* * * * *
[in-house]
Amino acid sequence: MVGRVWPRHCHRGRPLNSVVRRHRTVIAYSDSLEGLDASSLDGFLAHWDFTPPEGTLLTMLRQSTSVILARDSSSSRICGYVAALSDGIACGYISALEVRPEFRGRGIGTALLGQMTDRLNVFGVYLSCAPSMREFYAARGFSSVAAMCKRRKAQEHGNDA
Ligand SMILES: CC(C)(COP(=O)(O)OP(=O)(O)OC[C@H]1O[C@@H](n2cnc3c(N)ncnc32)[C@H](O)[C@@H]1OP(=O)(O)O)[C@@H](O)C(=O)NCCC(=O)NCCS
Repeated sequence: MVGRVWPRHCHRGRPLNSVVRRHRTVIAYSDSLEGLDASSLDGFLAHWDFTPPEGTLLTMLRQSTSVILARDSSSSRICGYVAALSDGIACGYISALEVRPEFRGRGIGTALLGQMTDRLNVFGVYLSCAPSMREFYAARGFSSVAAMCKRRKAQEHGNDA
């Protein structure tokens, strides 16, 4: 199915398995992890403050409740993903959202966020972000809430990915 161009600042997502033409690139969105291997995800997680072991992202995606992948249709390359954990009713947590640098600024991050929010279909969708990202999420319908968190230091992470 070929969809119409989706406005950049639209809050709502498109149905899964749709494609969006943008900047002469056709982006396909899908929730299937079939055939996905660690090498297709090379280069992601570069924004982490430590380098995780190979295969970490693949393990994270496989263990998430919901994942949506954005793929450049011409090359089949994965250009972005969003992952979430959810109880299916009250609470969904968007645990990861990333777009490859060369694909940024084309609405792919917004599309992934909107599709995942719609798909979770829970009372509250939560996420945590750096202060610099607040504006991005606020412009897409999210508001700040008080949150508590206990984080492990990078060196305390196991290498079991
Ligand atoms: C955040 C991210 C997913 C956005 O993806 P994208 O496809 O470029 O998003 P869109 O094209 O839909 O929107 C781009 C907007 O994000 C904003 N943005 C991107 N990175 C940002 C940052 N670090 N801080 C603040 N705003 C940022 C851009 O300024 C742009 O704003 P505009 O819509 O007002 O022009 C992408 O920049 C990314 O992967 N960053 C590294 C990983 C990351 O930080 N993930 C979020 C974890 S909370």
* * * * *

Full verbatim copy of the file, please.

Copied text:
[in-house]
Amino acid sequence: MVGRVWPRHCHRGRPLNSVVRRHRTVIAYSDSLEGLDASSLDGFLAHWDFTPPEGTLLTMLRQSTSVILARDSSSSRICGYVAALSDGIACGYISALEVRPEFRGRGIGTALLGQMTDRLNVFGVYLSCAPSMREFYAARGFSSVAAMCKRRKAQEHGNDA
Ligand SMILES: CC(C)(COP(=O)(O)OP(=O)(O)OC[C@H]1O[C@@H](n2cnc3c(N)ncnc32)[C@H](O)[C@@H]1OP(=O)(O)O)[C@@H](O)C(=O)NCCC(=O)NCCS
Repeated sequence: MVGRVWPRHCHRGRPLNSVVRRHRTVIAYSDSLEGLDASSLDGFLAHWDFTPPEGTLLTMLRQSTSVILARDSSSSRICGYVAALSDGIACGYISALEVRPEFRGRGIGTALLGQMTDRLNVFGVYLSCAPSMREFYAARGFSSVAAMCKRRKAQEHGNDA
């Protein structure tokens, strides 16, 4: 199915398995992890403050409740993903959202966020972000809430990915 161009600042997502033409690139969105291997995800997680072991992202995606992948249709390359954990009713947590640098600024991050929010279909969708990202999420319908968190230091992470 070929969809119409989706406005950049639209809050709502498109149905899964749709494609969006943008900047002469056709982006396909899908929730299937079939055939996905660690090498297709090379280069992601570069924004982490430590380098995780190979295969970490693949393990994270496989263990998430919901994942949506954005793929450049011409090359089949994965250009972005969003992952979430959810109880299916009250609470969904968007645990990861990333777009490859060369694909940024084309609405792919917004599309992934909107599709995942719609798909979770829970009372509250939560996420945590750096202060610099607040504006991005606020412009897409999210508001700040008080949150508590206990984080492990990078060196305390196991290498079991
Ligand atoms: C955040 C991210 C997913 C956005 O993806 P994208 O496809 O470029 O998003 P869109 O094209 O839909 O929107 C781009 C907007 O994000 C904003 N943005 C991107 N990175 C940002 C940052 N670090 N801080 C603040 N705003 C940022 C851009 O300024 C742009 O704003 P505009 O819509 O007002 O022009 C992408 O920049 C990314 O992967 N960053 C590294 C990983 C990351 O930080 N993930 C979020 C974890 S909370």